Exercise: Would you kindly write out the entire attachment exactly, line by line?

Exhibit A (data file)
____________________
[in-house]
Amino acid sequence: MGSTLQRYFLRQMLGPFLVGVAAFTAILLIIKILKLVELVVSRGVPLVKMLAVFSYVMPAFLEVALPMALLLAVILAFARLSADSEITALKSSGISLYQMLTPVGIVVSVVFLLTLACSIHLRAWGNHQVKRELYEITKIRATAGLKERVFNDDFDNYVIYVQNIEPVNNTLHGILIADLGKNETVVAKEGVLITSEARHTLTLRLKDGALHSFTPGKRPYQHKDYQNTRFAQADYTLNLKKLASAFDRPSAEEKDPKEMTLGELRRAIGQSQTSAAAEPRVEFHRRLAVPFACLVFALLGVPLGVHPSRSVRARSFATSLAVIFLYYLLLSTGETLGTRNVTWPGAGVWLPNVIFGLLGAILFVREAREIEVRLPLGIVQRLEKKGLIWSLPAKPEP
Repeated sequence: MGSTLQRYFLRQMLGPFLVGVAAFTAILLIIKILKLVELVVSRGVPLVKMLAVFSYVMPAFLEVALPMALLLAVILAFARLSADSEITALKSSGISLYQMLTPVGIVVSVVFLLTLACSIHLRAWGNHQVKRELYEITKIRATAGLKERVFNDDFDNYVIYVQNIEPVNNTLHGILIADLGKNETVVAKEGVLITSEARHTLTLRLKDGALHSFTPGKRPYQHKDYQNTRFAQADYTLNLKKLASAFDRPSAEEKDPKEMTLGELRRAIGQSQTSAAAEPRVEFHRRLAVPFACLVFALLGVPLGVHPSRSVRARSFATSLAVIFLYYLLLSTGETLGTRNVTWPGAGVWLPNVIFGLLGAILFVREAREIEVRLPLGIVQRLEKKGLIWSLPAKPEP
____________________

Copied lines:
[in-house]
Amino acid sequence: MGSTLQRYFLRQMLGPFLVGVAAFTAILLIIKILKLVELVVSRGVPLVKMLAVFSYVMPAFLEVALPMALLLAVILAFARLSADSEITALKSSGISLYQMLTPVGIVVSVVFLLTLACSIHLRAWGNHQVKRELYEITKIRATAGLKERVFNDDFDNYVIYVQNIEPVNNTLHGILIADLGKNETVVAKEGVLITSEARHTLTLRLKDGALHSFTPGKRPYQHKDYQNTRFAQADYTLNLKKLASAFDRPSAEEKDPKEMTLGELRRAIGQSQTSAAAEPRVEFHRRLAVPFACLVFALLGVPLGVHPSRSVRARSFATSLAVIFLYYLLLSTGETLGTRNVTWPGAGVWLPNVIFGLLGAILFVREAREIEVRLPLGIVQRLEKKGLIWSLPAKPEP
Repeated sequence: MGSTLQRYFLRQMLGPFLVGVAAFTAILLIIKILKLVELVVSRGVPLVKMLAVFSYVMPAFLEVALPMALLLAVILAFARLSADSEITALKSSGISLYQMLTPVGIVVSVVFLLTLACSIHLRAWGNHQVKRELYEITKIRATAGLKERVFNDDFDNYVIYVQNIEPVNNTLHGILIADLGKNETVVAKEGVLITSEARHTLTLRLKDGALHSFTPGKRPYQHKDYQNTRFAQADYTLNLKKLASAFDRPSAEEKDPKEMTLGELRRAIGQSQTSAAAEPRVEFHRRLAVPFACLVFALLGVPLGVHPSRSVRARSFATSLAVIFLYYLLLSTGETLGTRNVTWPGAGVWLPNVIFGLLGAILFVREAREIEVRLPLGIVQRLEKKGLIWSLPAKPEP